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On March 8th, we watched in curiosity and horror how the world started to shut down. My husband, a musician, saw gig after gig and an entire international tour canceled in the span of a few weeks. Our children were sent home from school, and restaurants, bars, shops even outdoor spaces shuttered. We were nervous. How long would this last? How dangerous was COVID-19?
Amidst the fear, an idea was born. It came to me in the shower, as most good ideas do. And when I rushed out and told my husband, I was shaking with excitement. Literally shaking, because I could sense what this could become. He agreed to do it, being no stranger to busking in the street corners of Paris, and really, was this that much different? We would host the concerts on our 15 acre property in Yucca Valley, CA, a small town just minutes away from Joshua Tree National Park.
So we hastily put a plan together: we got the word out to the community via social media, and only opened up spots for 10 cars. The registration filled up quickly – people had to send us their name, car make/model, and number of passengers. Everyone was to stay in their car, and they could hear the concert through the radio or with their windows down (masks on).
We rolled out a green carpet on the floor, hooked up some Bose speakers to a small generator, and waited as the first cars arrived. I checked everyone in and reminded all attendees to please respect the social distancing guidelines and wear their masks, as we really wanted this to work and it would only do so with the cooperation of everyone involved.
And it did – the community showed up, giving us confidence that yes, this was an idea with legs. And they kept showing up, for the next weekend, and the next, and the next….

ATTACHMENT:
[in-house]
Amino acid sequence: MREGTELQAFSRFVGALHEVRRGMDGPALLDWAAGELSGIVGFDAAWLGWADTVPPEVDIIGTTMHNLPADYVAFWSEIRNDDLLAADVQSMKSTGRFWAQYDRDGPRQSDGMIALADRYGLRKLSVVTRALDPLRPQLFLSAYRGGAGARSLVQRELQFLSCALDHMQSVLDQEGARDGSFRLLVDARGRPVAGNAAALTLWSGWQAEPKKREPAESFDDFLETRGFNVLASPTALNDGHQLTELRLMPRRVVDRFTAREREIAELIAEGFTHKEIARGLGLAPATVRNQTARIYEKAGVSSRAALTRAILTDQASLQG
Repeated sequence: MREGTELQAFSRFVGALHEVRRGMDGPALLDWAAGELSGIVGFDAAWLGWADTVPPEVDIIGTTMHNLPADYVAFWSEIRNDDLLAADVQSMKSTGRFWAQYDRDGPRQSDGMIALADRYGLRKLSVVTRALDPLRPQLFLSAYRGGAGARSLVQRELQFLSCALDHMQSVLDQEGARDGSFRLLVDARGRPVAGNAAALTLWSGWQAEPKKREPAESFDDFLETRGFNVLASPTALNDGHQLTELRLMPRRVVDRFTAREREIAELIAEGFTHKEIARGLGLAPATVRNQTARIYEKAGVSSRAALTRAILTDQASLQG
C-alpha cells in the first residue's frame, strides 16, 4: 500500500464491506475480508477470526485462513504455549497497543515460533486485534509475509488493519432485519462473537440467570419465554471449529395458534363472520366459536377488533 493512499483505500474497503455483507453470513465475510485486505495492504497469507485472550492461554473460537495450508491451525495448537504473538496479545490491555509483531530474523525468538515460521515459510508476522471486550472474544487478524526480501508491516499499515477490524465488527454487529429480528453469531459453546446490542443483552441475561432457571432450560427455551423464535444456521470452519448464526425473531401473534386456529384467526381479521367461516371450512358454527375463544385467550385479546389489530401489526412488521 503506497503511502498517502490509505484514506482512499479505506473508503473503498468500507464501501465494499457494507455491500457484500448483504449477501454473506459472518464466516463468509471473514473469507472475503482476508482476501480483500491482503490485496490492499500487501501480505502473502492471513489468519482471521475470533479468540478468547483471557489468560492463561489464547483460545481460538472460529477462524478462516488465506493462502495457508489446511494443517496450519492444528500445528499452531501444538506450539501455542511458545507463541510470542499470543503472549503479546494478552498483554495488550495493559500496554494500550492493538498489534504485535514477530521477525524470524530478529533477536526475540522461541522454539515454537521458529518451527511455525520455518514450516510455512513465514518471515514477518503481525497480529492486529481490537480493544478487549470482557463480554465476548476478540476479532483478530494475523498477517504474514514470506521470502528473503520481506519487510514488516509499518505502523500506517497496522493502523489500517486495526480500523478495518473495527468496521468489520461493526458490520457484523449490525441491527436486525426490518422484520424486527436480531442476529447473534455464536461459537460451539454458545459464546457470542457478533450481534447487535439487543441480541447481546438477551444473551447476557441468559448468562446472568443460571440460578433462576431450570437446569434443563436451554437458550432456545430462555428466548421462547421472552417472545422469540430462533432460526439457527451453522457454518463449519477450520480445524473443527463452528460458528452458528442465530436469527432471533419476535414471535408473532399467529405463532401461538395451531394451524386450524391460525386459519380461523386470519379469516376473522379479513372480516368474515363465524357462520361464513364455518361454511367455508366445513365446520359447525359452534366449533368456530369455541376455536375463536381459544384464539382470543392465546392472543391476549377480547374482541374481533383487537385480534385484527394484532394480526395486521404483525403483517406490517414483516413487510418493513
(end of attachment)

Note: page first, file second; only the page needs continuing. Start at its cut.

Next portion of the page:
We built a website, built a reservation form, started accepting donations, and started getting more and more requests from artists to join us. We kept the shows free, so as to not prevent anyone from enjoying a little bit of live music and nature during the stressful times we were in. Because both those things – music and nature – are incredibly healing for the soul. They remind us of the beauty in being alive, of the things that make life worth living.
At that point, no other venue or artist or organization were doing drive-in concerts. We were literally the first to host drive-in concerts in California, in the United States, and quite possibly the world. There were challenges of course, including getting permits or even navigating the legalities of such a concept given the stay at home orders. But one thing we believed in, and which is at the core of our values: the arts should be accessible to all, because they provide healing and hope to humanity.
One year later, we are fundraising for a second season, having hosted over 70 shows, invited over 100 artists, hosted thousands of guests in hundreds of cars, with over 25 5-star google reviews, and numerous articles in the press, some front page, we are humbled yet proud of the legacy that Mon Petit Mojave has created, and the beauty it has brought to the community in keeping the arts alive.